I was raised in a lower middle class neighborhood, with my mom, dad, and two brothers. I was in the middle. My parents believed in a higher being but hadn’t experienced fulfillment in Christ or His divinity. They were kind people who treated everyone the same.
Because my parents didn’t have any real conviction about their faith, I was allowed to go to church with whoever asked me. I sat through services at Catholic, Methodist, Baptist, and Lutheran churches, as well as a variety of small, non-denominational ones. I had an idea of what God was about, but I never experienced fulfillment in Him. Sometimes I would sit there and think, “What are they talking about?” Other times I felt total joy. Looking back, I know the Holy Spirit was tugging at my heart.
At fourteen, I went to a small Baptist church and gave my heart to Jesus, but I quickly lost sight of Him. Because my inner circle consisted of nonbelievers and my knowledge of God and His Word was limited, I fell away.
Studying the Bible wasn’t something I was drawn to do. I have poor vision, and reading has always been hard for me. I wore glasses, but my condition was not correctable. I was a slow reader, and it was assumed I had some learning disability.
It wasn’t until I was 30 that I discovered I could read well if the material was in large print. I also discovered I was just as smart as my neighbors, but by then, the damage to my confidence had been done. I spent many years struggling to improve my self-esteem. I didn’t yet know that self-worth comes through a relationship with God, made possible through His Son, Jesus Christ.
My adult life consisted of church hopping, raising kids, and fighting with the world about who I was. Was I a mom first? A wife first? Should I work and make a name for myself?
My husband was a nonbeliever. He was a workaholic on top of being an alcoholic. Our marriage was rocky. We fought a lot. I was not used to that—my parents had never fought in front of us. I didn’t know how to handle it. The strain and pressure in our marriage increased.
In my search to find fulfillment, I never asked God. I turned to self-help books instead and tried all the “imagine yourself this way” ideas. I wrote a few children’s stories. I even started a fabric giftwrap business, but it failed.
Then, in 2000, we moved from Chicago to Jackson, Michigan, to be closer to my family. I hoped that being nearer to them would bring me fulfillment.
In 2002, I got pregnant with our fifth child. I thought I was going into menopause. Nope! I was overwhelmed, wondering how on earth I was going to do this.
Our daughter was born beautiful and healthy, and things were okay for a while. Then, my father went blind. So that he could manage better, my parents gave up their home in Michigan and moved to Florida. Life changed for us all.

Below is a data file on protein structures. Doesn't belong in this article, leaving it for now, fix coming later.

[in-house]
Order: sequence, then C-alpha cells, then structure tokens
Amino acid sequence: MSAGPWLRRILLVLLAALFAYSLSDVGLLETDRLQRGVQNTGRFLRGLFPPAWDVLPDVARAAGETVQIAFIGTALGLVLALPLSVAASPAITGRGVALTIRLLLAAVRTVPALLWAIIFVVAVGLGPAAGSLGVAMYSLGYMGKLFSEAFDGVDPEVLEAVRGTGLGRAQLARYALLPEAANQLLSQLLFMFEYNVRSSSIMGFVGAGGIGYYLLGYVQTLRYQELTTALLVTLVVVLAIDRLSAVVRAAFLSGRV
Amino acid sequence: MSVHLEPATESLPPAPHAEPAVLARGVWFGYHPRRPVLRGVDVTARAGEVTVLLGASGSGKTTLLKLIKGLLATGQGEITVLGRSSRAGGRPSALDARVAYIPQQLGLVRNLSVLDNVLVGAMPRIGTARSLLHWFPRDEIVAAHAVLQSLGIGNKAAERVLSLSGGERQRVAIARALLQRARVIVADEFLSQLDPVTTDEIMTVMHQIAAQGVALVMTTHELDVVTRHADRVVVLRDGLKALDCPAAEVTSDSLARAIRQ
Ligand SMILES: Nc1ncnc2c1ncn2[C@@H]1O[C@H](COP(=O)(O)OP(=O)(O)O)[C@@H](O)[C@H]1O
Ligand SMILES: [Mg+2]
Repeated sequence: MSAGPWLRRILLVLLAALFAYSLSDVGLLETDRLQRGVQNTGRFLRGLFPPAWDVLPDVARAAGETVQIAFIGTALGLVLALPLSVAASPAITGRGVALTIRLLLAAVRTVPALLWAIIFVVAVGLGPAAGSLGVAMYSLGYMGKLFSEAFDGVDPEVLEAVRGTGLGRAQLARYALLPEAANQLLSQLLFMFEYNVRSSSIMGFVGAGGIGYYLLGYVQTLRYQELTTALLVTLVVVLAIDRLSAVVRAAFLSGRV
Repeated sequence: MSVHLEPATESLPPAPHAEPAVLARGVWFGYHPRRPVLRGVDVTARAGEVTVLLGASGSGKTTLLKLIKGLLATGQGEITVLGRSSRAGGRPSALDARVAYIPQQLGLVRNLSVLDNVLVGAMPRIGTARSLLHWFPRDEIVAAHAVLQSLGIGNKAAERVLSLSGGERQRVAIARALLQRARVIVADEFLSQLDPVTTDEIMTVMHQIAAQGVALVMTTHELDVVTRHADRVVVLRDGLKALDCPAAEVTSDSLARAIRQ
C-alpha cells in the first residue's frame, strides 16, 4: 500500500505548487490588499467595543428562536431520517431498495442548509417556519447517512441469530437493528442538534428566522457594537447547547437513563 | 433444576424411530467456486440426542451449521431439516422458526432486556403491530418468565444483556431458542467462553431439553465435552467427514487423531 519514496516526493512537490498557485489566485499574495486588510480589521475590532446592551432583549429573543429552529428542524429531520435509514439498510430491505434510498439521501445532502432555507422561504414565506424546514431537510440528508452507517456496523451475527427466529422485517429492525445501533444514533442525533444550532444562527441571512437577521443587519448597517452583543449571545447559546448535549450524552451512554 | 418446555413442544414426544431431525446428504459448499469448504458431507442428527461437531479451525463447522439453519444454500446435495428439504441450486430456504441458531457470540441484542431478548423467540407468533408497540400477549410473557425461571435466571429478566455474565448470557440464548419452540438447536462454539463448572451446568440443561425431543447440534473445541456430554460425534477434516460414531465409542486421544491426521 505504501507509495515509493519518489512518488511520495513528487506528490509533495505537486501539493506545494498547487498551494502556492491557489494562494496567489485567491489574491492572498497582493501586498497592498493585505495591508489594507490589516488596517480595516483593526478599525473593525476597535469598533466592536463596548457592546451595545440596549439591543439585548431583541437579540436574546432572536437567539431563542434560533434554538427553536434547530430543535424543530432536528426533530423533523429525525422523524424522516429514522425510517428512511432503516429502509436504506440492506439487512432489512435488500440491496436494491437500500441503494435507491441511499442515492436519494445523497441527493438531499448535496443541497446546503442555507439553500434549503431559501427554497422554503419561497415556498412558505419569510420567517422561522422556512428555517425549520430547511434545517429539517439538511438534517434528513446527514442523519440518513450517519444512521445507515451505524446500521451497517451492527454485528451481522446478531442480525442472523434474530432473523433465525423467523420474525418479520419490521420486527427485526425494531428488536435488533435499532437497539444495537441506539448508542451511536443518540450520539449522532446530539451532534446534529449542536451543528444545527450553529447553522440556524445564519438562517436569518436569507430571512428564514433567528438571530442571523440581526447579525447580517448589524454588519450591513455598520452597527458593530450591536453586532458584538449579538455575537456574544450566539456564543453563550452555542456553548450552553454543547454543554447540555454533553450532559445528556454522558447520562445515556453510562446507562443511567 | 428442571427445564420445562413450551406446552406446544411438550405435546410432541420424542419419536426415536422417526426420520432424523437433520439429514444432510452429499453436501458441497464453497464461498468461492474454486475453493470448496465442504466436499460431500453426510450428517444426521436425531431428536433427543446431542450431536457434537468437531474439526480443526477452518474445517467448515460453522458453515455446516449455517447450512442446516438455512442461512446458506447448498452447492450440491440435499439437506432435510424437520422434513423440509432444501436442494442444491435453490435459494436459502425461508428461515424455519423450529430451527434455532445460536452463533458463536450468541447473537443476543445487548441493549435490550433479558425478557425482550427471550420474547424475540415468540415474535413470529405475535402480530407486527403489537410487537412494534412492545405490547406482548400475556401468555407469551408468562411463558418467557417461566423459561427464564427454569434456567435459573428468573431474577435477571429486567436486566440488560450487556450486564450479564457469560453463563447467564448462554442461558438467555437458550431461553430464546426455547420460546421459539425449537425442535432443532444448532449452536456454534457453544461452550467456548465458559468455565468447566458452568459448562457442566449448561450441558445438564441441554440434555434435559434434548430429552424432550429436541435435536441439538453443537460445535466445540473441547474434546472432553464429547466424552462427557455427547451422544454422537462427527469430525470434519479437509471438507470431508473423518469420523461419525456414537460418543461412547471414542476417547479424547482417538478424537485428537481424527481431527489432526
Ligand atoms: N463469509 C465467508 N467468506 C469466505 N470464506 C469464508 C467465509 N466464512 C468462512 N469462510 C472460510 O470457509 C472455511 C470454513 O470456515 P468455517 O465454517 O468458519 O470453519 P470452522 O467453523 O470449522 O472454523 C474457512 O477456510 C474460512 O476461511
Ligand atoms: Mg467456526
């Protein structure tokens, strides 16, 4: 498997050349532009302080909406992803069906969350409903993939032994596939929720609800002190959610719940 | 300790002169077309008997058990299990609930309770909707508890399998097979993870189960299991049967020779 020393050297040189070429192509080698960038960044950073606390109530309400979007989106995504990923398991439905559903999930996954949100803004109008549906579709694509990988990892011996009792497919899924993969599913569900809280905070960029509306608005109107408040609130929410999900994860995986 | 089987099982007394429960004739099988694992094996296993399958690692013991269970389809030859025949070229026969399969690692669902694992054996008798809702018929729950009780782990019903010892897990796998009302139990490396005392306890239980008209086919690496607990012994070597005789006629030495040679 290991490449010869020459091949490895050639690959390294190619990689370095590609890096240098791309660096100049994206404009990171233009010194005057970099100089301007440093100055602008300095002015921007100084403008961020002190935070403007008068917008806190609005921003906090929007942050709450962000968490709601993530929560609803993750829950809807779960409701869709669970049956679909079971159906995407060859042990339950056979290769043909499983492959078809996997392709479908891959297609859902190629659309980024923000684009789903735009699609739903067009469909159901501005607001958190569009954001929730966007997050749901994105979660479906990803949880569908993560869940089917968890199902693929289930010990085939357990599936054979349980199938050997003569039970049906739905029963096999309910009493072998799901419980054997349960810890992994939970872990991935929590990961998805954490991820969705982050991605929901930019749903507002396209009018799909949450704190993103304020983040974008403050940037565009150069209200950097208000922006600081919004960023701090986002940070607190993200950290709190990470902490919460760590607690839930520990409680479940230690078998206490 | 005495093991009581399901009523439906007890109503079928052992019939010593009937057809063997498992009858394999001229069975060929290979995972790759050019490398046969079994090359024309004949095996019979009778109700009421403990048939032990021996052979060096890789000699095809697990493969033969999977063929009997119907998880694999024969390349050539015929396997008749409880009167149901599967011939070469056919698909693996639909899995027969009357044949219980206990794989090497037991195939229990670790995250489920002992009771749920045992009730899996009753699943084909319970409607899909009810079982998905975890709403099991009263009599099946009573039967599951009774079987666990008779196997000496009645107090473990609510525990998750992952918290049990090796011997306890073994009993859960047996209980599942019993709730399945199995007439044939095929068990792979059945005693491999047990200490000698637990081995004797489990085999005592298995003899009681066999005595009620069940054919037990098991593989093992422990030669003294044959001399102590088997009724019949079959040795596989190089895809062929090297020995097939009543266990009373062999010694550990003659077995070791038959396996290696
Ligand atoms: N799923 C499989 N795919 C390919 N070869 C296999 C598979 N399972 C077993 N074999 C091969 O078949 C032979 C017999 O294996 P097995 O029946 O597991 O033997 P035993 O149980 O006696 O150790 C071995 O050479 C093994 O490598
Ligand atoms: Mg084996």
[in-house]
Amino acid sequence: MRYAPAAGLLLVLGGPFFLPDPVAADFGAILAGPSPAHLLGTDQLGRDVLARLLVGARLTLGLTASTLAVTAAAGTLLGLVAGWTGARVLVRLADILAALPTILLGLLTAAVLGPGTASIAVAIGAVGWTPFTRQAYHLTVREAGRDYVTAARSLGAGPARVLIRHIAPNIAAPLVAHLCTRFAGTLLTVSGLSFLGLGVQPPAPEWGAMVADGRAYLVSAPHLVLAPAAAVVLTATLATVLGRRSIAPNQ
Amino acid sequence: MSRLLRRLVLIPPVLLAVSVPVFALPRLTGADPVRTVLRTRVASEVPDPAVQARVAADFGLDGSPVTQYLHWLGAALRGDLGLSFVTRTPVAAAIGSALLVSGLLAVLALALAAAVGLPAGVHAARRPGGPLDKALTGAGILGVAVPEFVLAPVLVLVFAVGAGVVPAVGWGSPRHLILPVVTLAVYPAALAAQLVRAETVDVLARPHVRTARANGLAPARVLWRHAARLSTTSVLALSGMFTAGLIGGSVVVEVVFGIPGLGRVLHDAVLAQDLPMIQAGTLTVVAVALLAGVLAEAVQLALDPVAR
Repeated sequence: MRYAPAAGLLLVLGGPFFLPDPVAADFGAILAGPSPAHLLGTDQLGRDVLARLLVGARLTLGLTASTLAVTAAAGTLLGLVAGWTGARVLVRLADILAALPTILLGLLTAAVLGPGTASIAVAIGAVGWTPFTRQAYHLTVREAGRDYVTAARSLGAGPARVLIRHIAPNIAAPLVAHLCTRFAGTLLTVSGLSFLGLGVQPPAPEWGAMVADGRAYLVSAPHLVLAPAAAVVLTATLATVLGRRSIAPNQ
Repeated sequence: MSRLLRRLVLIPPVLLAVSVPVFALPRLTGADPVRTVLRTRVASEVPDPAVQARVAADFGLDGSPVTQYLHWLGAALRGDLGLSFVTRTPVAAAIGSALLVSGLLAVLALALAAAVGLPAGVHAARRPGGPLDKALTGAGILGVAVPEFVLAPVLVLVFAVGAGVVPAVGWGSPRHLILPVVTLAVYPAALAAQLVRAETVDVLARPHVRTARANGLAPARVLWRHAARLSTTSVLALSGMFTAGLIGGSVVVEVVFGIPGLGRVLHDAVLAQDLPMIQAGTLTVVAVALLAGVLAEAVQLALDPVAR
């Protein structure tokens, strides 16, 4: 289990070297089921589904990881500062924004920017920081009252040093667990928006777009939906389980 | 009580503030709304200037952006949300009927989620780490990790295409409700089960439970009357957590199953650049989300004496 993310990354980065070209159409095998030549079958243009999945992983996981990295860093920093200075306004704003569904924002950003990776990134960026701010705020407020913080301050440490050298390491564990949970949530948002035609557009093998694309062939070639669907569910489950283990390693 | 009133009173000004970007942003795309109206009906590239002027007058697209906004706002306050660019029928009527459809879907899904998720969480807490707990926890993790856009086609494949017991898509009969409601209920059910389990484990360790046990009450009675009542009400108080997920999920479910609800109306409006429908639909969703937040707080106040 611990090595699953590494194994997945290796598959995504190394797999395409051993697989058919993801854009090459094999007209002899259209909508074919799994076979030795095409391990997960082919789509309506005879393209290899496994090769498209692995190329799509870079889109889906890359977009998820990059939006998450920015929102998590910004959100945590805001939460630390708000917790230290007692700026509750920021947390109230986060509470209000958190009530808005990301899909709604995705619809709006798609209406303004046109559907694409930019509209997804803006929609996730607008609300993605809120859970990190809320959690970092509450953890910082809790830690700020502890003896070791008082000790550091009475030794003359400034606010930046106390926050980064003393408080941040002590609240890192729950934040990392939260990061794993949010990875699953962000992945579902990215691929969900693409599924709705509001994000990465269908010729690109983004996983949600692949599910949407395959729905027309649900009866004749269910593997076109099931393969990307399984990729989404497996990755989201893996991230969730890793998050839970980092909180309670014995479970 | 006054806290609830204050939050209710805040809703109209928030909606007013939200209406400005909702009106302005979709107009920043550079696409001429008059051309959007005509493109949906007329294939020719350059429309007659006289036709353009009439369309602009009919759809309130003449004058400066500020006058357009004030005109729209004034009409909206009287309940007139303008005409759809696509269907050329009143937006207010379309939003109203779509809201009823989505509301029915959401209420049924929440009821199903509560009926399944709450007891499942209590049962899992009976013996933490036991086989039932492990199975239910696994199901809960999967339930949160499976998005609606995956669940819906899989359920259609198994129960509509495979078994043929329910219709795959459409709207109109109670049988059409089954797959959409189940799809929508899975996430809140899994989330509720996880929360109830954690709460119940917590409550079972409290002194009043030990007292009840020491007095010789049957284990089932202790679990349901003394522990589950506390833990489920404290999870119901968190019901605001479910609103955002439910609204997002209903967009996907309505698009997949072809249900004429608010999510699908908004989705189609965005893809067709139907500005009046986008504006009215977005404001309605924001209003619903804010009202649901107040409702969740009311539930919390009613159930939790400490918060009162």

Suddenly, I was in Michigan without family. Two of our children, now grown, had returned to Chicago. Money was tight, and I couldn’t run to Mom’s anymore when things got tough.
I started going to a small congregational church nearby; my husband even went for a while. There, I gained faith and fulfillment as I learned who God is and who I am in Him. The three children who were still at home went to church with me.
When money got tight, life got worse. I took odd jobs and waitressed, but few opportunities were available.
Somewhere around 2011, a friend gave me a box filled with slips of paper with encouraging statements on them. I told her that we should make and sell them. I scraped together some money, borrowed a bit from my mom, and that friend and I set up a business called Slips of Faith.
We designed the papers, filled the tins, and set up a website. Then my friend decided to leave the business. I began attending business-to-business marketing classes to salvage what we had started. One day, I walked into a meeting carrying a tin, and a woman asked what it was. I told her, and she asked if I would make her a prison tin.
She explained that she offered historic prison tours at the former state prison nearby, now transformed into a lively community of small apartments and artist’s workshops.
Her tours were popular, and she was looking for souvenirs to sell. She invited me to come on a tour. There I learned of the great influence the prison had had on the development of my hometown. I took a tin mug, put an 1800s mugshot on it, and wrote “40 Reasons Not to Have Your Mug in This Place.” They sold well.
After a while, she asked if I would join her as a tour guide. I did, and eventually we extended the tours to include the active Jackson Correctional Facility.
The place overwhelmed me at first. I felt sick. The cellblock was four stories high and contained 515 cells. Cages. I remember wondering how someone gets over living that way. God pricked my heart in unexpected ways in that prison.